Still life with apples.
I try to utilize a faster process, and attempt to tackle an intricately complex fabric and handle silver and crystal all in one painting!
Using a predominantly red scheme, the under painting will play an important role. Reds are very transparent, so anything underneath them will be very visible. Even if you use 3 or 4 layers of paint.
Red paint also takes ages to dry, so a dryer was also used in my mixtures for this still life with apples. I also used a very thick stand oil to help my paint self level leaving virtually no brush strokes.
As you read through the demonstration, I have tid bits of valuable information through out the entire article.
So skim through it if you wish, but taking a second longer look will help you better understand how I created this still life with apples and all it's intricate refined elements.
Below you see the amount of detail in the drawing, and the following picture shows the entire canvas with it's drawing completed.
In the picture, I have began the under painting using acrylics.
Below is a closeup of this stage. One reason acrylics are so popular is their fast drying time.
Way to fast for me, because I can't seem to blend them very well. In my acrylic gray scale mixtures, I use a medium to slow the drying time down, but I don't think it helped me.
I ended up just mixing several stages of the grays (about 9 piles of paint) and taking a smaller brush to apply most of the paint.
In the close up below you can see some of these small brush applications of paint.
Below you see most of the canvas under-painting completed.
There was a little more application done to the right side to soften the pattern in the fabric, and I was then ready to start my color layers!
The fun part for me begins. Oil paint and all my colors laid out.
I try to create at least 3 value ranges of each color I'll be using. I do a lot of blending on the canvas too, so I end up with quite a value range.
The photo below of our still life with apples is coming along nicely.
There are some areas on the far right that I wished I had a better transition or blending of the acrylic under painting. I'm hoping a few layers of the reds will take care of this for me.
The pattern just seemed too stark as compared to the pattern shown midway across the top of the work. Several layers of reds will calm and de-focus the pattern.
The middle ground is now started. This painting has a foreground, background and middle ground.
This was achieved with carefully prepared folds and lay out of the subject matter.
The further you go into the painting the softer the edges became. This middle ground will have some pretty sharp focused areas as there in lies the focal points.
A close up of our first apple. This was done in one sitting including the scar on the apple skin.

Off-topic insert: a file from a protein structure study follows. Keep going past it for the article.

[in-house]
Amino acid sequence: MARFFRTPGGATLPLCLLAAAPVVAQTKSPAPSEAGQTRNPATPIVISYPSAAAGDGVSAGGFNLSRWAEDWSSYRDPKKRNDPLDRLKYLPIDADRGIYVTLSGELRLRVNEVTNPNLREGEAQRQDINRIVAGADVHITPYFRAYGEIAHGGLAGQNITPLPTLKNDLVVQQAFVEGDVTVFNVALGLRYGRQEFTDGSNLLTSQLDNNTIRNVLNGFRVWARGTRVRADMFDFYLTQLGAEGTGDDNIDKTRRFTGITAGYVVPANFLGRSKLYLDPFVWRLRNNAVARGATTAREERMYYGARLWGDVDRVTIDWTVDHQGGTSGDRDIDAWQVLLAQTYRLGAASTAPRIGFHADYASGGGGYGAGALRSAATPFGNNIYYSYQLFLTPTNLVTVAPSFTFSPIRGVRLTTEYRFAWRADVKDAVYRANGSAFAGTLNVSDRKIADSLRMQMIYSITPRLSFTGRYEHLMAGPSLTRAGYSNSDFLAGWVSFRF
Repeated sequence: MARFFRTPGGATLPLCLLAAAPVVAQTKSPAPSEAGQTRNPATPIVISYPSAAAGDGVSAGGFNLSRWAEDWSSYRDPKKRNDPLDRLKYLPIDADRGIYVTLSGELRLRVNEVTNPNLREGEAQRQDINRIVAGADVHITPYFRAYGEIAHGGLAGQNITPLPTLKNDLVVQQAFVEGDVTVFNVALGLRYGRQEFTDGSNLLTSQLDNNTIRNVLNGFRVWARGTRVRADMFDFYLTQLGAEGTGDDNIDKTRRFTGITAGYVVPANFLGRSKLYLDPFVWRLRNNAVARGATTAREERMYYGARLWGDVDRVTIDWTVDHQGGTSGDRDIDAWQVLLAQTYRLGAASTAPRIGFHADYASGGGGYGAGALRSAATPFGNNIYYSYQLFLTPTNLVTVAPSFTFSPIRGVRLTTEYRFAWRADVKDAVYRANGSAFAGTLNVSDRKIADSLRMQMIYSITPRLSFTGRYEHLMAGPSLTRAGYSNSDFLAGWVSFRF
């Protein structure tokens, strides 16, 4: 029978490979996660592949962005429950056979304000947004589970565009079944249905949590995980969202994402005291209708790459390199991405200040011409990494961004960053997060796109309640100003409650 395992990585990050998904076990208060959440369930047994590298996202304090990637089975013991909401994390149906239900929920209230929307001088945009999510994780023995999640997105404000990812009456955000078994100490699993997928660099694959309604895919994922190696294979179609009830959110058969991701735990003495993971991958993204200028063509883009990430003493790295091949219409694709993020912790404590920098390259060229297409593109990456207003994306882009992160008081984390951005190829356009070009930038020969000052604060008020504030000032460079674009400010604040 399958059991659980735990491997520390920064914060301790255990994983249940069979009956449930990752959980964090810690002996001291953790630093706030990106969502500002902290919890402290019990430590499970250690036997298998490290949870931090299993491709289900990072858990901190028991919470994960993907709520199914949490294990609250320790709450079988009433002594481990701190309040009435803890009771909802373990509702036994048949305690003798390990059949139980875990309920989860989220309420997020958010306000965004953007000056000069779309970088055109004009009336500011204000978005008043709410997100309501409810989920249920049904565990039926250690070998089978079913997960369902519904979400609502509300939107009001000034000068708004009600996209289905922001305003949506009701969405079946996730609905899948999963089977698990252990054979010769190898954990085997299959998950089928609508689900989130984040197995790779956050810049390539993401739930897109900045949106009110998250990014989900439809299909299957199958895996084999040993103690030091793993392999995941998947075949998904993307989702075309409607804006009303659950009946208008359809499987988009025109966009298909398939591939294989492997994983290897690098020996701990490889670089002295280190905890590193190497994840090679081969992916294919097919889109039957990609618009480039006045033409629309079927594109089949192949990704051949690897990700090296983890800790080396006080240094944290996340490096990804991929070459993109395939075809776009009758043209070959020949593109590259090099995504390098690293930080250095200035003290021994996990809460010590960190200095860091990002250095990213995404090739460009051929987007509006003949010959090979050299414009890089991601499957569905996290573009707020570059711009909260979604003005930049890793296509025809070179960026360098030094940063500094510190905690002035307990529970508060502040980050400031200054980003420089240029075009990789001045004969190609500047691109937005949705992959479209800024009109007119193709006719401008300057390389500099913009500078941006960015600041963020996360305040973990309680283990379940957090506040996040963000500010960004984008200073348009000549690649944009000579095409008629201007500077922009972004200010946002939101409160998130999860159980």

Using the dryer (a copal medium) which became tacky pretty quick after laying in the initial color, allowed for me to come back in and put the details and texture! Super Fast!
The apples shines with it's reflections of direct light from the left and reflected light on the right.
Blocking in of color to our next apple.
And we continue to move across the canvas from left to right blocking in the color, blending, and if possible, coming back with a few details and texture strokes of paint.
Blending is achieved using a filbert and a mop brush in most cases.
The paint stiffened pretty quick with the copal medium, so each element was blended fairly quickly after applying the paint to canvas.
The stand oil played a part in this too! The paint could be seen self leveling right after application. It was cool to watch, brush strokes just disappeared by magic.
The completed color under painting.
This isn't the completed painting yet. There are final details and texture to build up, but we are very close to signing this puppy and sending it out the door!
Below you will find the finished painting with details and texture.
One of the things I wanted to achieve in this composition is keeping key elements within the 3rds, (the link takes you to a more detailed discussion of composing your work into 3rds).
The patterned cloth uses a backward S as it snakes through the composition.
Key folds within the cloth are not happenstance!
They are placed on purpose to point inwards or towards a key element.
I think I spent more time manipulating folds than painting the picture.
The cloth was lightly pressed with starch (before setting up the still life) in order to hold it's shape while I tugged and pushed these folds into the shapes I wanted. It was a very rewarding and fun process.
The painting was titled: "Macintosh in Silver" and is a 24" x 36" on gallery wrapped canvas.
I hope you enjoyed this demonstration of a still life with apples painting.
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